Perterer v Austria, UN Human Rights Committee (2001) (excerpts)

Perterer v Austria, UN Human Rights Committee Communication 1015/2001 (excerpts)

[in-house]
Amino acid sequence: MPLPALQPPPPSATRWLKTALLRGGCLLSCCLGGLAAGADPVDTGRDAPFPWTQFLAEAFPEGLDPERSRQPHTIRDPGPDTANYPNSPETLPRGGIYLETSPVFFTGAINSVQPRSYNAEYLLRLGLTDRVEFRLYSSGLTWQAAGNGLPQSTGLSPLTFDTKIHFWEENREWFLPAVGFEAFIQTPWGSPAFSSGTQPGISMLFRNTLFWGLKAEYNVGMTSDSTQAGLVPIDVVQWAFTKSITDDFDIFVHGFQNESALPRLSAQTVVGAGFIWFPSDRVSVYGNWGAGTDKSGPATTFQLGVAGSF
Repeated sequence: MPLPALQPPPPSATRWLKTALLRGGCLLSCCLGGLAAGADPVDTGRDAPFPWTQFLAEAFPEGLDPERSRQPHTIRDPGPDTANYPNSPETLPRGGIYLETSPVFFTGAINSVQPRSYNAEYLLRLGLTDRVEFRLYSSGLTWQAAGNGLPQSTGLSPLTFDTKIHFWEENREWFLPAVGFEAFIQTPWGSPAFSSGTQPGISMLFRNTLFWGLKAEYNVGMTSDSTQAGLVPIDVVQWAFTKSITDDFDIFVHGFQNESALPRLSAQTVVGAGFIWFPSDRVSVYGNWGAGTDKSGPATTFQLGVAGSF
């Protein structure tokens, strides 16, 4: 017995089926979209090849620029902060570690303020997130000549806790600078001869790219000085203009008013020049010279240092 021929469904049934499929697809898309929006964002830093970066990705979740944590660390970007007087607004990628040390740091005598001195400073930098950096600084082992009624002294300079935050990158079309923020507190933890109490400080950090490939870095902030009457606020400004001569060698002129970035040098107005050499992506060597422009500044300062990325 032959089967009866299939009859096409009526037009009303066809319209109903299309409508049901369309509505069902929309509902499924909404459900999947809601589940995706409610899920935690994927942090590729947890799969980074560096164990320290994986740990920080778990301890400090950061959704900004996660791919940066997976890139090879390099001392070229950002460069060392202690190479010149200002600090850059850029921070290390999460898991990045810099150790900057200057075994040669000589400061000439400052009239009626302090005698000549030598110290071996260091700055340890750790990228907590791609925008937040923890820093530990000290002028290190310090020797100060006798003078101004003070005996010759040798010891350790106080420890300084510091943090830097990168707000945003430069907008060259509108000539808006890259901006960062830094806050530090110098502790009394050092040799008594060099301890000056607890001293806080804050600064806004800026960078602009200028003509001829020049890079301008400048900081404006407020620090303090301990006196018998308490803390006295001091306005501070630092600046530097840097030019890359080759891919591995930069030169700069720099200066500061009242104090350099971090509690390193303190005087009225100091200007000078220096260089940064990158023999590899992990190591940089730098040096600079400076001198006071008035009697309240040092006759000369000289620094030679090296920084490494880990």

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9.2 With regard to the State party's objection ratione materiae, the Committee recalls that the concept of a "suit at law" under article 14, paragraph 1, is based on the nature of the right in question rather than on the status of one of the parties. (15) The imposition of disciplinary measures taken against civil servants does not of itself necessarily constitute a determination of one's rights and obligations in a suit at law, nor does it, except in cases of sanctions that, regardless of their qualification in domestic law, are penal in nature, amount to a determination of a criminal charge within the meaning of the second sentence of article 14, paragraph 1. In the present case, the State party has conceded that the trial senate of the Disciplinary Commission was a tribunal within the meaning of article 14, paragraph 1, of the Covenant. While the decision on a disciplinary dismissal does not need to be determined by a court or tribunal, the Committee considers that whenever, as in the present case, a judicial body is entrusted with the task of deciding on the imposition of disciplinary measures, it must respect the guarantee of equality of all persons before the courts and tribunals as enshrined in article 14, paragraph 1, and the principles of impartiality, fairness and equality of arms implicit in this guarantee. Consequently, the Committee declares the communication admissible ratione materiae insofar as the author claims to be a victim of violations of his rights under article 14, paragraph 1, of the Covenant.